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Thunder of Gunfire, Splintering of Glass : Violence: Man recounts horror of best friend being shot in the back as they huddled for safety in the front seat of car. Gunman still at large.

TIMES STAFF WRITER

Dan Sapinoso wanted to give his son a big party for his 20th birthday this December. Instead, Sapinoso and his wife, Josephine, struggled to get on with their life Sunday as they prepared to bury the polite, easygoing young man.

“My only son--he’s my only son. Everything is meaningless now,” Sapinoso said. “This will be like a tattoo on my heart.”

Robert Sapinoso was slain in a hail of gunfire Wednesday night as he and his closest friend followed a van whose occupants, they believed, were responsible for vandalism in the area.

“We were just trying to get a plate number, trying to do the right thing,” the friend, who asked that his name not be used for fear of reprisal, said Sunday.

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Throughout the weekend, more than 100 of Robert Sapinoso’s friends and relatives gathered around a simple gray casket at Forest Lawn in Cypress and remembered the young man as generous, bashful and innocent.

“He’s a Good Samaritan guy. He just wants to help anybody who needs help,” his father said. “That’s the reason he got killed.”

As police continued searching for two suspects who drove off in the van, the 20-year-old friend on Sunday recalled the harrowing experience that claimed his friend, a computer whiz with a 3.8 grade-point average as an engineering student at UC Irvine.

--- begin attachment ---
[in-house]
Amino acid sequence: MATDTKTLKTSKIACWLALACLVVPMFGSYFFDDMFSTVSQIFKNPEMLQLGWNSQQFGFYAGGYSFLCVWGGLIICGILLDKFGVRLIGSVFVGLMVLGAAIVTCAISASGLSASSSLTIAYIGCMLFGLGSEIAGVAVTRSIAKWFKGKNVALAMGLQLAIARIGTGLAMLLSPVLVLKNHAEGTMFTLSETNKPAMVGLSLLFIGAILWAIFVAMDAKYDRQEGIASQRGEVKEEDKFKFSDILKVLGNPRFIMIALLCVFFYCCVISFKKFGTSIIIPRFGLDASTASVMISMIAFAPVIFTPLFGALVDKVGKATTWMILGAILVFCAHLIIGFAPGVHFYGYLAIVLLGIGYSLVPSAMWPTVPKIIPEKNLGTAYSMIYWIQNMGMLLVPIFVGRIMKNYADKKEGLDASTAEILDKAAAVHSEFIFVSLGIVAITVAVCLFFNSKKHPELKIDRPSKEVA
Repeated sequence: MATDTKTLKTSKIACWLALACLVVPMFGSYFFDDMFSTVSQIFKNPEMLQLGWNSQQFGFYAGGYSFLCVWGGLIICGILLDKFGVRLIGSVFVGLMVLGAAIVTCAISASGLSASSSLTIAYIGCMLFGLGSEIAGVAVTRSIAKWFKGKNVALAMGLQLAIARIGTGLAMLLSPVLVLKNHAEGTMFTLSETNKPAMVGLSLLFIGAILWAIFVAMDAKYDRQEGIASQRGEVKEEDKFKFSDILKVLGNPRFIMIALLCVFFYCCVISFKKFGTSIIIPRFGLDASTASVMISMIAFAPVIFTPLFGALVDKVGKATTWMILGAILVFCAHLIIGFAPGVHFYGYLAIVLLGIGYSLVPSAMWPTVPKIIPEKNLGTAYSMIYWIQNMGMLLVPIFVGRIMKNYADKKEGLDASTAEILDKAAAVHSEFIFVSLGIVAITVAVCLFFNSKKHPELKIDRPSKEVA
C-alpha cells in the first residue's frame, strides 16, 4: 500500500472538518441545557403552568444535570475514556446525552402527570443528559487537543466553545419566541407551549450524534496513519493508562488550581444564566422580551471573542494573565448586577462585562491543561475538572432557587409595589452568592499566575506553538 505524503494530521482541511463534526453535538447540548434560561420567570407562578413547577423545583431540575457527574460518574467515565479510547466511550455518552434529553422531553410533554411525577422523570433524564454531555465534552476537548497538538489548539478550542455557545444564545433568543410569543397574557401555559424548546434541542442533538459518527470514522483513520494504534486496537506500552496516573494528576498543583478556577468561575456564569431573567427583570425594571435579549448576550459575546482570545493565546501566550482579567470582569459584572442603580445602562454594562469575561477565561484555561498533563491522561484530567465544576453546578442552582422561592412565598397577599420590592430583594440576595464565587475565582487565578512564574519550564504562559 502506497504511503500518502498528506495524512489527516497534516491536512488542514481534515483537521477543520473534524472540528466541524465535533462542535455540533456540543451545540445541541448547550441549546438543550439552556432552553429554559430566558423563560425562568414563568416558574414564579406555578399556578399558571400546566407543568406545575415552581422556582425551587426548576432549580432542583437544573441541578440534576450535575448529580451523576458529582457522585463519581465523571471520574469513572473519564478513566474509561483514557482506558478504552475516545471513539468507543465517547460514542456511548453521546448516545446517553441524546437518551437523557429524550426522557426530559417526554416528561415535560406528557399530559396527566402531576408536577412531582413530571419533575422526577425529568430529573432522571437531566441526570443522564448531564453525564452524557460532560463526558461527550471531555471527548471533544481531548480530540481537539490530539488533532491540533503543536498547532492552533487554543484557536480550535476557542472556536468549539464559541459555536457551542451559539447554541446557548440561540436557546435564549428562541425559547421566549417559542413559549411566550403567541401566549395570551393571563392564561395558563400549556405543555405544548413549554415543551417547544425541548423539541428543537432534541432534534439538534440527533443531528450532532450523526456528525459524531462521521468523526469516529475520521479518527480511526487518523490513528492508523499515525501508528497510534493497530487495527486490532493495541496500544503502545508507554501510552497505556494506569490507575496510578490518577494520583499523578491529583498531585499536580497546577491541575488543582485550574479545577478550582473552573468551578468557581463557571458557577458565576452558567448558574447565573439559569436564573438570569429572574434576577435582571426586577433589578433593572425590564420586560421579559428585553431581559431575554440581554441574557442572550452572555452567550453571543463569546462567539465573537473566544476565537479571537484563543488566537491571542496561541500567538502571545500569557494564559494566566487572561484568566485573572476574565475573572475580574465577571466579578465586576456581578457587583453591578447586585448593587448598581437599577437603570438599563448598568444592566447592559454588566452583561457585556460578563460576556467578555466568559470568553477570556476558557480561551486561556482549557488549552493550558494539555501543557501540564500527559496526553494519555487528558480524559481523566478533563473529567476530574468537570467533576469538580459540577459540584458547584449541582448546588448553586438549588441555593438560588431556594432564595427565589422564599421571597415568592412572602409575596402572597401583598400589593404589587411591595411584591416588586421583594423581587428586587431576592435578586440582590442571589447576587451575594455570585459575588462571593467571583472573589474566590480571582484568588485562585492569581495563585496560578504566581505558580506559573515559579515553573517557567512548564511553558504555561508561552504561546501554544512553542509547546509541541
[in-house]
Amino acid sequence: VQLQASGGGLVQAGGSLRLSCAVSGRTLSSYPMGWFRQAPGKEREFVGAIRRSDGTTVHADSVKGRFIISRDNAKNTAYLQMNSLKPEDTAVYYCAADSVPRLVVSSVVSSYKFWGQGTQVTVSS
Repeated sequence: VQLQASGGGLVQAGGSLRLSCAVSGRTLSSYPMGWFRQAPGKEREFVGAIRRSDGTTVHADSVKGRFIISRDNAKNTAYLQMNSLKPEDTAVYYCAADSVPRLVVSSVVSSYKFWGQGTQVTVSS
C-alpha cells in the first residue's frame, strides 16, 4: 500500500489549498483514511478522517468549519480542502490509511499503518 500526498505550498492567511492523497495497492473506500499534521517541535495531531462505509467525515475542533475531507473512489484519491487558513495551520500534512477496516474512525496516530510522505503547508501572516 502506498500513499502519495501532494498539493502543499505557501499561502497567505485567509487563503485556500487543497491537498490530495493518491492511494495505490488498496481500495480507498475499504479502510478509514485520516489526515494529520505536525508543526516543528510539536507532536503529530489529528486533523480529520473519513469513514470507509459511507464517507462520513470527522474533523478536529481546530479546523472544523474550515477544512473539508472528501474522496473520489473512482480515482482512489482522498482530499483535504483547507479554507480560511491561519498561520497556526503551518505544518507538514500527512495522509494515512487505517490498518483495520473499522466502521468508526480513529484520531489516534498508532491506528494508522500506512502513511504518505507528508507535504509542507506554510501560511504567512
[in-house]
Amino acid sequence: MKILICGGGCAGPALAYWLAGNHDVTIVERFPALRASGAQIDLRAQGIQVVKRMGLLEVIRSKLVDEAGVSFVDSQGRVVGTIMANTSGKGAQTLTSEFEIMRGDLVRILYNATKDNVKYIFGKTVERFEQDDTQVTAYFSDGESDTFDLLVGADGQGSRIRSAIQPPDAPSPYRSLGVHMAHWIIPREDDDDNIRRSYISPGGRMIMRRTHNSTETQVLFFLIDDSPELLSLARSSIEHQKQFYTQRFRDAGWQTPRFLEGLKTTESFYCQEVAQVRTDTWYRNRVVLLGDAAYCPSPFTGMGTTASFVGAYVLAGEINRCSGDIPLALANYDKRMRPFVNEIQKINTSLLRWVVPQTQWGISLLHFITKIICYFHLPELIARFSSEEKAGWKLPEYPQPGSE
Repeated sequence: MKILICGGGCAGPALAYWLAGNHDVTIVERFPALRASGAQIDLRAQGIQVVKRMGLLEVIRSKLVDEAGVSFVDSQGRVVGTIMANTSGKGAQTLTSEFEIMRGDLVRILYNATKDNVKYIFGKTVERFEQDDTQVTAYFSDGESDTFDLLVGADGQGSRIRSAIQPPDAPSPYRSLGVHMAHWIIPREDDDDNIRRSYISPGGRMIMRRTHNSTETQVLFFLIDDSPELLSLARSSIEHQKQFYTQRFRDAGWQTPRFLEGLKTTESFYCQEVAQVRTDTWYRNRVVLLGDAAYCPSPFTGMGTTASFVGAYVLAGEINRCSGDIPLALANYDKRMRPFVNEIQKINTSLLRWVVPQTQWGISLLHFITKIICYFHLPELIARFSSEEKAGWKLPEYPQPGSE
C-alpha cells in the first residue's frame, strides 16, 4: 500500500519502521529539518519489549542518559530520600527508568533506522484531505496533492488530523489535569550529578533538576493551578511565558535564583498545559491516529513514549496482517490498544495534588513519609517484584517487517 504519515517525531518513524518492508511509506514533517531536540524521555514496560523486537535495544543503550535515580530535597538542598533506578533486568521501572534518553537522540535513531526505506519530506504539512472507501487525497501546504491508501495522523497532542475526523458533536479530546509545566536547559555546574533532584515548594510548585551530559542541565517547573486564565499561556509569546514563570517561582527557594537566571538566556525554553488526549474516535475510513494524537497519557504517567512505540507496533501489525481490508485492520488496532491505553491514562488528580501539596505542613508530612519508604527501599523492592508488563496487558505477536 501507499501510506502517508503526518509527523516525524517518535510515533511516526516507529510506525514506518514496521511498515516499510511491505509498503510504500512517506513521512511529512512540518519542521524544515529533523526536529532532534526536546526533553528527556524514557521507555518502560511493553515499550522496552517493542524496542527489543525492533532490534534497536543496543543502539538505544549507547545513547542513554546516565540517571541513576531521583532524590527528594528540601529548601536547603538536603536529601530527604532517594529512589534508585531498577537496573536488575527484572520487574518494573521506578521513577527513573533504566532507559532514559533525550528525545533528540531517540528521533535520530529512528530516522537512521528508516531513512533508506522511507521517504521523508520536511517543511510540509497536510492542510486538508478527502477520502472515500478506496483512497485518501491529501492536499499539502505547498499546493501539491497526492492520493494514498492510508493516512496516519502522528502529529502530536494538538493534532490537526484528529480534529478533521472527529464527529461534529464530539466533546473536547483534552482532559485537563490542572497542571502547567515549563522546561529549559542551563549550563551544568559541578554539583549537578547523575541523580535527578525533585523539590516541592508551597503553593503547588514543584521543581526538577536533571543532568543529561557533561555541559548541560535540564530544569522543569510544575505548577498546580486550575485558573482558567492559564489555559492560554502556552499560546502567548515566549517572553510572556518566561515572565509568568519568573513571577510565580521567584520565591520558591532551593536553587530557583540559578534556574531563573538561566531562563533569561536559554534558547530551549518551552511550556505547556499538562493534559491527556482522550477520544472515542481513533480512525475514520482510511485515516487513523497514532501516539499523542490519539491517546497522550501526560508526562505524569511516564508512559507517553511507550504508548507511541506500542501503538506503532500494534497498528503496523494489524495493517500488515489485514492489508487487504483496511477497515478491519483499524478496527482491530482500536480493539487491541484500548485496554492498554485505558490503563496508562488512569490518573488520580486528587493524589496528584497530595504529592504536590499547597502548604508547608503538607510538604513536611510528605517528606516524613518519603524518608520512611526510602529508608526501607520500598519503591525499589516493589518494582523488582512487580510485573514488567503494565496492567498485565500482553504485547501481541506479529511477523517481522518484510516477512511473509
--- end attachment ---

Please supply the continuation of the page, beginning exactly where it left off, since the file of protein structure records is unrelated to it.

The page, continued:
They were tinkering on their cars about 6:45 p.m. Wednesday when they spotted a passing silver Toyota van that matched the description of one used by vandals in the area the previous weekend. They hopped into Sapinoso’s Honda CRX to follow the van.

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With Sapinoso at the wheel, his friend said, they managed to get all but one digit from the license plate of the van, which pulled over two blocks away. But on their way home, as the pair stopped at a traffic light, a passenger emerged from the van and strode toward them, he said.

“The light was red. I told Robert, ‘Run it, Robert!’ By that time, the guy was coming up to the car,” according to the friend. “I thought he was going to kick the car. Then he pulled a gun from behind his back and started shooting.”

The friend, a college student in Orange County, huddled near the floor of the tiny car amid a thunder of gunfire and splintering glass. Sapinoso doubled over too, but was blocked by the steering wheel. When the shooting ended moments later, the friend was uninjured. He said he called to his buddy.

“I go, ‘Robert, are you OK?’ I looked at his face and his chest and he looked OK. Then . . . his eyes rolled back in his head,” the youth recalled.

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When he noticed the wounds in Sapinoso’s back, the friend jumped from the car and screamed for help, but “there was no one out there or anything,” he said, deciding it would be quicker to race Sapinoso to a hospital a mile away. He wrestled Sapinoso from the driver’s seat and, with the shot-up driver’s door flapping, sped to Vencor Hospital- Orange County.

When they arrived, the youth’s cries for help drew a nurse who began cardiopulmonary resuscitation. “I was just praying, ‘Hold on Robert. Hold on. I thought, ‘Oh God, this isn’t happening,’ ” the friend said.

But at 7:16 p.m., Sapinoso was pronounced dead.

Police described the suspect as Asian, age 17 to 21. The gunman was bucktoothed and acne-scarred, according to the friend, who said, “if I saw him again, I’d know it.”

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That knowledge scares him. He said he now fears that the gunman might try to hunt him or his family down--especially since he gave police a detailed description of the assailant. Police refused to release the composite.

“We’re scared because we don’t have any protection,” he said. “We’re really scared.”


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